|01||01||Love's Proper Exercise||20040209||20020711||Deborah Bull dances her way through four centuries, from the Renaissance to Romanticism.|
The century that gave us Leonardo da Vinci and Christopher Columbus also produced the lesser known figures of Domenico, Cornazano and Ebreo - three great dancing masters who published manuals on the art of dancing.
As Deborah learns some fifteenth century dances, she discovers that class had a huge influence on the steps you took.
While the poor could literally enjoy a 'knees up', the wealthy danced more stately steps with their feet rarely leaving the floor.
Despite this restriction, the Bassa Danza and Balli concealed great potential for passionate expression in their understated moves, and the dances were still one of the best ways to check out a marriage partner.
|01||02||Leaps And Bounds||20040216||20020718||Fashion conscious Europe in the 16th century rejects the floor-bound steps of the previous era in favour of more earthy, lively dances.|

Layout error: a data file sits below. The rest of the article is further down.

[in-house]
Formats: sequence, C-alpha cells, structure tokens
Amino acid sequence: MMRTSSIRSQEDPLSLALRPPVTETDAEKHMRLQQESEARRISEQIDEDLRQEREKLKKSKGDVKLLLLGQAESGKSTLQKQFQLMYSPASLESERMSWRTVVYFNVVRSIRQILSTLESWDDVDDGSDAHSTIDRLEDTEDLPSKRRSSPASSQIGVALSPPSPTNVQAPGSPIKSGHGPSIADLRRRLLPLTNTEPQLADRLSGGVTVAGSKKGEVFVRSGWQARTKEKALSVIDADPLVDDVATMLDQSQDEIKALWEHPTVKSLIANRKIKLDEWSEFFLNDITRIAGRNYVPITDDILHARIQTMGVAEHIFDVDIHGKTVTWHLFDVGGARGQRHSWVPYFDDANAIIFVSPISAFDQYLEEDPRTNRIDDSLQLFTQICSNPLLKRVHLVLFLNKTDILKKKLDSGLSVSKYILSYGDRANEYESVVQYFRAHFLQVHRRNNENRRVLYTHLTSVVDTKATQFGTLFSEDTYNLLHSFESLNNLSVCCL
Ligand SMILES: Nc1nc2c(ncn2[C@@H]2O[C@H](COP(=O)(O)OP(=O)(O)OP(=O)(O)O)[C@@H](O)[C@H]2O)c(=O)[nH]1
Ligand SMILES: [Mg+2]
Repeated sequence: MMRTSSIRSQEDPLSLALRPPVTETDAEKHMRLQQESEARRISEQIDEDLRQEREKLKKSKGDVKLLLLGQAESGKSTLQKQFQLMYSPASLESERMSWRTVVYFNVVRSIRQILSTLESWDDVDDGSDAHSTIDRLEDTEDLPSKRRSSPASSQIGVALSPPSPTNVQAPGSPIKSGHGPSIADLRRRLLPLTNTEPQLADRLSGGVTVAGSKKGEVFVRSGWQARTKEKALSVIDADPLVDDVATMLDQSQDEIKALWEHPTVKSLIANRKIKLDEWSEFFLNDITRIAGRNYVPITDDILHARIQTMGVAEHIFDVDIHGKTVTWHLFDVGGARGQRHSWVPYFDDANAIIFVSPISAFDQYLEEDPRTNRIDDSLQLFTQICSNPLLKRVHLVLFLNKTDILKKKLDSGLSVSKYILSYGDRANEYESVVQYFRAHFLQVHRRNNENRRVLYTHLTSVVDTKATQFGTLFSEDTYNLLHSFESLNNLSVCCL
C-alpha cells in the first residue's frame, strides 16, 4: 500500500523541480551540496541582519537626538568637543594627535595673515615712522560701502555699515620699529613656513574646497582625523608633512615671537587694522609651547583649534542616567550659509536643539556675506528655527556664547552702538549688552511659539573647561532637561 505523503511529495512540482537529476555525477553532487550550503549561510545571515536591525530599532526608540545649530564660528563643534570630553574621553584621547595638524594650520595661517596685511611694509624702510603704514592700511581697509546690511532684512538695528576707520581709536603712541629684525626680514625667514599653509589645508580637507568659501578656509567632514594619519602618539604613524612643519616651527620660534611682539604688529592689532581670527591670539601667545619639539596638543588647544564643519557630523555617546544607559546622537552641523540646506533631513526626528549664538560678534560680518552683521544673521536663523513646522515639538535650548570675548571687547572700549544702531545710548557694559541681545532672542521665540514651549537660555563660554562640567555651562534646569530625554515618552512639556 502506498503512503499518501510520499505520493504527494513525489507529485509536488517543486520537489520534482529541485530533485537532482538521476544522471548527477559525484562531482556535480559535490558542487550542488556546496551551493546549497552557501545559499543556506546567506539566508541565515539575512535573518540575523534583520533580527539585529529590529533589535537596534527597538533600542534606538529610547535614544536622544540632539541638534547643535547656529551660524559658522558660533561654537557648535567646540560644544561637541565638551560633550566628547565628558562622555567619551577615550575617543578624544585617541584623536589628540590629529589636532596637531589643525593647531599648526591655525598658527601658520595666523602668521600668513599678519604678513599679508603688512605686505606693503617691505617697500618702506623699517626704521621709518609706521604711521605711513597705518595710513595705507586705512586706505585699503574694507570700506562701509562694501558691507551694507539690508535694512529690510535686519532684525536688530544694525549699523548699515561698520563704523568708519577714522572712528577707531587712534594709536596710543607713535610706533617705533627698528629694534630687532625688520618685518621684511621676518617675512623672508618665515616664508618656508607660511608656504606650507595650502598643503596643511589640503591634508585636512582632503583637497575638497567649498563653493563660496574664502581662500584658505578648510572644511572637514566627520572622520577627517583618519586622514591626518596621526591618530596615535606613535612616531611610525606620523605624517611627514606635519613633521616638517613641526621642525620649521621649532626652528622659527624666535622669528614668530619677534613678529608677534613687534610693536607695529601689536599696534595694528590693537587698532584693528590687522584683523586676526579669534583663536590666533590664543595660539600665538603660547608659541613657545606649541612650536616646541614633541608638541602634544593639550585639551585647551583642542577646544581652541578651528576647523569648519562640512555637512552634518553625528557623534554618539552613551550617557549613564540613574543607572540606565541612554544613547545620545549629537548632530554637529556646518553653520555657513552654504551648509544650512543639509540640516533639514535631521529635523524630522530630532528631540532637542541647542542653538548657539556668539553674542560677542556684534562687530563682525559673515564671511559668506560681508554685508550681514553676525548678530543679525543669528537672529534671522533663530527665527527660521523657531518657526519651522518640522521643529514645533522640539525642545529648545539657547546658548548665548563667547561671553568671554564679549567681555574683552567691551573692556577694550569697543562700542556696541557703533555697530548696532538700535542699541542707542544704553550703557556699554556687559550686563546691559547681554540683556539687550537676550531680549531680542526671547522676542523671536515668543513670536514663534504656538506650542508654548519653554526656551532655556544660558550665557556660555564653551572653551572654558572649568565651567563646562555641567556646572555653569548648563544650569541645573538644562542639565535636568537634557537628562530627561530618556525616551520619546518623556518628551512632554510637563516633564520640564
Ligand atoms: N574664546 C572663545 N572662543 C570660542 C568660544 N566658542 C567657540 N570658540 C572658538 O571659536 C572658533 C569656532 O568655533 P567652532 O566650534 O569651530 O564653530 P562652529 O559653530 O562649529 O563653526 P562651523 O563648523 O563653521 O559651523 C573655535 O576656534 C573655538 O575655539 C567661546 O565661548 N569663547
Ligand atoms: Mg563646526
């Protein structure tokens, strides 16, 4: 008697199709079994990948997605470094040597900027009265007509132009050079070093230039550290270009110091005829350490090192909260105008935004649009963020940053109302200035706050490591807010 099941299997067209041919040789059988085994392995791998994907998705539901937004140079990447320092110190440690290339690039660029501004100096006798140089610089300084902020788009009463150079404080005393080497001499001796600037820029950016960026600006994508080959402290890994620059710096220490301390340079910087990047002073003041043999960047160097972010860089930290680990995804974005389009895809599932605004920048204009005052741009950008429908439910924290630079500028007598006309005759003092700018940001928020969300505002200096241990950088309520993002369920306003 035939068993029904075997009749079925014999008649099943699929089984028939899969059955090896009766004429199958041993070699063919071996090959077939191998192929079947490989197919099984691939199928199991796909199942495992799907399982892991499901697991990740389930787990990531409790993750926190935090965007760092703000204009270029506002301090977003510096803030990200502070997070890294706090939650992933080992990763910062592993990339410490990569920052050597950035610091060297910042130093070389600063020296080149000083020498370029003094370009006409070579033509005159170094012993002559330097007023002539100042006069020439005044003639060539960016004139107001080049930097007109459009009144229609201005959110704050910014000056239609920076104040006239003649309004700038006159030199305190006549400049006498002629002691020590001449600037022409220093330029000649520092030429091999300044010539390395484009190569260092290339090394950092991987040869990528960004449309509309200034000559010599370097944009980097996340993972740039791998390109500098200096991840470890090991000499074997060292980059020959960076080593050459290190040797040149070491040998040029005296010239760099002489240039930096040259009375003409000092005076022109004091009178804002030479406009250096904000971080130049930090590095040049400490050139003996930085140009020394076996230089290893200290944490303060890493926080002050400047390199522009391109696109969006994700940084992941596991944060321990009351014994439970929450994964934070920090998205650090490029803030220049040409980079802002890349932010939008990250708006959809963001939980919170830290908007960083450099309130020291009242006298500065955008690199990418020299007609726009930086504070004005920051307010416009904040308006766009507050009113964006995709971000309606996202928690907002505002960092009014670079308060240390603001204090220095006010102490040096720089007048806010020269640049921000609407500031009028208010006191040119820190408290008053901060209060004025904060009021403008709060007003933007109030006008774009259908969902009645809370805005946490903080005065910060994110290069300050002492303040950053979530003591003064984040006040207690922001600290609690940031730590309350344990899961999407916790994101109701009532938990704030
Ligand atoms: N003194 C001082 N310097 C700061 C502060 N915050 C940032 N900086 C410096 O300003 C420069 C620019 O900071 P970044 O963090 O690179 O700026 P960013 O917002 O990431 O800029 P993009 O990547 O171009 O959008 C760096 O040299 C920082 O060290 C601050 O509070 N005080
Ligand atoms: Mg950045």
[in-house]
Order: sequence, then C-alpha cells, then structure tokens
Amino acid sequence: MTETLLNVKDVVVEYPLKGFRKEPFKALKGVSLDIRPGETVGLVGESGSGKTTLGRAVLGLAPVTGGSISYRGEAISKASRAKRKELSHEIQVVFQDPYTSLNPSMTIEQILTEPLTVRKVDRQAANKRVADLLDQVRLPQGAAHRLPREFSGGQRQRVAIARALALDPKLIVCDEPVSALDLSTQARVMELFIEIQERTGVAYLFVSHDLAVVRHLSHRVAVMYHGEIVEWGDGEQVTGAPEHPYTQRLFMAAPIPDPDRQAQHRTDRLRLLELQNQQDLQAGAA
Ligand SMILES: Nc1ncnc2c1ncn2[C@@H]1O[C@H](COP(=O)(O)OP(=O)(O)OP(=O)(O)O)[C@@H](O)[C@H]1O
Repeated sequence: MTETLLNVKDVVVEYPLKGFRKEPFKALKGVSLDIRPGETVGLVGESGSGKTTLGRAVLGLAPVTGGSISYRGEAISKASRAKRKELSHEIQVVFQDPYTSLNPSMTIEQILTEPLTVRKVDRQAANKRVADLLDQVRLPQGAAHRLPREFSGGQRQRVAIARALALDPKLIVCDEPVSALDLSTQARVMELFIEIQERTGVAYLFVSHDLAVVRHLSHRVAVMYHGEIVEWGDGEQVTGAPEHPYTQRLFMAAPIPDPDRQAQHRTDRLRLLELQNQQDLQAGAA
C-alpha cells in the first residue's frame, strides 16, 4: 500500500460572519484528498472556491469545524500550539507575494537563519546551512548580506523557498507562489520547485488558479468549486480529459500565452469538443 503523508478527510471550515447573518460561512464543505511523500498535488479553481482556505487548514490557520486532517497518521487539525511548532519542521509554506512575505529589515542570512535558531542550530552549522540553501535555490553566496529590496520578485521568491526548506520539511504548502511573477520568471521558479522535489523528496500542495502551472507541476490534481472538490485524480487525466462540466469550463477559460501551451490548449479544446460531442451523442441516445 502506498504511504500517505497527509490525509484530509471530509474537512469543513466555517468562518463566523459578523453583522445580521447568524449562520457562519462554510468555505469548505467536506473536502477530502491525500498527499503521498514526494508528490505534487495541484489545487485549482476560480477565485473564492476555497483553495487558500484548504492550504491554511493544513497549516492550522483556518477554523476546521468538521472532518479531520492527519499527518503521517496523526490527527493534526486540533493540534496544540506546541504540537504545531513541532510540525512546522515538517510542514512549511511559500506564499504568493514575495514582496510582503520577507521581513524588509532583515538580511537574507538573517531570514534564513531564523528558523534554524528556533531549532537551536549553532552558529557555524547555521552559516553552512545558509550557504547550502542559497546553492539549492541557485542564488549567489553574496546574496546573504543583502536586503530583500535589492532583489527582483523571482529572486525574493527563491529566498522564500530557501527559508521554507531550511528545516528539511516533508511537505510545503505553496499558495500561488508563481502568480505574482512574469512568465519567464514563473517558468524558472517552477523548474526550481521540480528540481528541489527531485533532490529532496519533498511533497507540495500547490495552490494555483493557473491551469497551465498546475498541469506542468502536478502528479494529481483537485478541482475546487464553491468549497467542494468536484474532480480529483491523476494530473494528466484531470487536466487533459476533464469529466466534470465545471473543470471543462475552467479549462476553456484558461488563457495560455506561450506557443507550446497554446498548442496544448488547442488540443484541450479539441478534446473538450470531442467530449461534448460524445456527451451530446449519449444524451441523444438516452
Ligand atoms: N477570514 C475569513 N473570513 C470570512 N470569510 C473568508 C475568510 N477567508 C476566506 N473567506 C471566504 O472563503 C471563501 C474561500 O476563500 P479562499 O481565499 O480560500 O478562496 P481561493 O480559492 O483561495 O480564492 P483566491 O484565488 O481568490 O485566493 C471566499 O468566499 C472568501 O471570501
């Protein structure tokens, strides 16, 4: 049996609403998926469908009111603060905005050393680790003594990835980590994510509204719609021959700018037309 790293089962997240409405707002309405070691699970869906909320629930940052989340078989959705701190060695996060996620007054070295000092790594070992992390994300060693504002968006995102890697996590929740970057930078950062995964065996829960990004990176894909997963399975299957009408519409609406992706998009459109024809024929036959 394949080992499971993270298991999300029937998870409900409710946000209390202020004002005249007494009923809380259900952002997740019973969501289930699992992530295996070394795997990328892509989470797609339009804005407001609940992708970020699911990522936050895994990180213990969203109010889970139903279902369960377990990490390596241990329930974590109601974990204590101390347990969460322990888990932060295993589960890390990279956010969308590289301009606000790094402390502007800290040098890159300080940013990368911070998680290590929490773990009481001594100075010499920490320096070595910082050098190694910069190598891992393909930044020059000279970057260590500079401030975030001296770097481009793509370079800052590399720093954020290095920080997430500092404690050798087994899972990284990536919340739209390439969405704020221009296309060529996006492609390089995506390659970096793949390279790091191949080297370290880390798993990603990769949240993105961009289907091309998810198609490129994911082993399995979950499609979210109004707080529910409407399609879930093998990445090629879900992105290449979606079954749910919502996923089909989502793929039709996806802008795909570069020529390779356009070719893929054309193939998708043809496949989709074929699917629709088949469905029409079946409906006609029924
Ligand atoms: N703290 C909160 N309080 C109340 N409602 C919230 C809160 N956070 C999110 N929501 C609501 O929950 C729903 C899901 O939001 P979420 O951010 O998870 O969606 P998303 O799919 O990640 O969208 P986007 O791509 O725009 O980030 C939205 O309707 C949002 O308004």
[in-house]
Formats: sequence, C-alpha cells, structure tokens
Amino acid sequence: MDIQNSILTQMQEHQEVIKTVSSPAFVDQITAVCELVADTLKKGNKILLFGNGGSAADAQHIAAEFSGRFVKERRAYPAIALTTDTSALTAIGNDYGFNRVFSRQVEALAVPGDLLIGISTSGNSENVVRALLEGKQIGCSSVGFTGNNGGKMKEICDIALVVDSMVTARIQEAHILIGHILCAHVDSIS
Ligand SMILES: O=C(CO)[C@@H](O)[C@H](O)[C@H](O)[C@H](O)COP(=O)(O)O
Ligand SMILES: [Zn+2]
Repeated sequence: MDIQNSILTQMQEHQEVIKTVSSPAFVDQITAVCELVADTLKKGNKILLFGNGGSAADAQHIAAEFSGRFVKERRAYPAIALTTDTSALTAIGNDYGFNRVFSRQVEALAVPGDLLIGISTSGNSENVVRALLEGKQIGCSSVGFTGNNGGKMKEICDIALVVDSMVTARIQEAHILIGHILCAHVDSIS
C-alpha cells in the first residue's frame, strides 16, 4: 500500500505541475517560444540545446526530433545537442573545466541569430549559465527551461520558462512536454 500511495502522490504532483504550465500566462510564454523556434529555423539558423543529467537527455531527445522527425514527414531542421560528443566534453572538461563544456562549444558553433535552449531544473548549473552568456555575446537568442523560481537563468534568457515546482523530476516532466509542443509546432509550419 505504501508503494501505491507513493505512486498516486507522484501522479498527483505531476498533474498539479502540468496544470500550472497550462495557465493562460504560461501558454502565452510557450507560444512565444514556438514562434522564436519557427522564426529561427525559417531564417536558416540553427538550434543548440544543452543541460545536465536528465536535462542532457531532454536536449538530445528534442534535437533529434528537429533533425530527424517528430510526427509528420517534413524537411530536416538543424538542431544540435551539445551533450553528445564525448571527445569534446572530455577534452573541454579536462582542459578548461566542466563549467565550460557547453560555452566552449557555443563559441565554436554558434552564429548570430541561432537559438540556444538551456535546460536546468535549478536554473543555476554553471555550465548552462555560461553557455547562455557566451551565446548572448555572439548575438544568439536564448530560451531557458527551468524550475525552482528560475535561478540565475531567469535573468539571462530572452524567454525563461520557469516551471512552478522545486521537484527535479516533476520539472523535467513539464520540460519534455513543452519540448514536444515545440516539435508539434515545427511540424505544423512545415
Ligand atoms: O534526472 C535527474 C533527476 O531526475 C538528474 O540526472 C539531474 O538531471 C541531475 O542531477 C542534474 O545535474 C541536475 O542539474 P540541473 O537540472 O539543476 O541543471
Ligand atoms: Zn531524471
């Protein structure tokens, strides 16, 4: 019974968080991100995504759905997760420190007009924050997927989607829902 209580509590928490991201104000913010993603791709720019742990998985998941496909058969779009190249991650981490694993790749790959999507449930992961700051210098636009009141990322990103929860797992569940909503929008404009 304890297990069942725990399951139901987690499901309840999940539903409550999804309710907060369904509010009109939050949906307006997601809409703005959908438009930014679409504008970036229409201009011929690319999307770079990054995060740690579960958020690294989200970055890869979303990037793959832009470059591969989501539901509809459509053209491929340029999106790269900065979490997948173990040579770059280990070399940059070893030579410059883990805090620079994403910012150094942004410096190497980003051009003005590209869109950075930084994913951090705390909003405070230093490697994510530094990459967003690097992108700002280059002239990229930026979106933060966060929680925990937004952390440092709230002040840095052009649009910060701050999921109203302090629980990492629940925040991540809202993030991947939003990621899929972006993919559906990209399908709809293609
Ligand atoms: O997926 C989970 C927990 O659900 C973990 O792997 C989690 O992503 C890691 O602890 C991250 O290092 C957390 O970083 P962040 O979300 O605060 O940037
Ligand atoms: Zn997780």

There's the branle - a kind of line-dancing, the five-step Galliard and a shocking dance called La Volta.
It's all too much for one critic, who admonishes the dancers for 'kissing, smooching, slabbering and filthie groping.'.
|01||03||Let Your Hat Be Easy||20040223||20020725||The 17th century brought one of the most celebrated dances in our history - the Minuet.|
It first appeared at the court of Louis IV and was described as one of the most graceful and technically difficult of dances.
Then, as if the tricky footwork wasn't enough to contend with, very strict rules were devised on the management of headgear.
|01||04 LAST||The Forbidden Dance||20040301||20020801||When Lord Byron first witnessed a waltz in 1821 he was horrified: ""Imagine my surprise to see poor dear Mrs Hornem with her arms half round the loins of a huge Hussar-looking gentleman, and his arms rather more than half round her waist, turning round and round to a damned see-saw up and down sort of tune."".|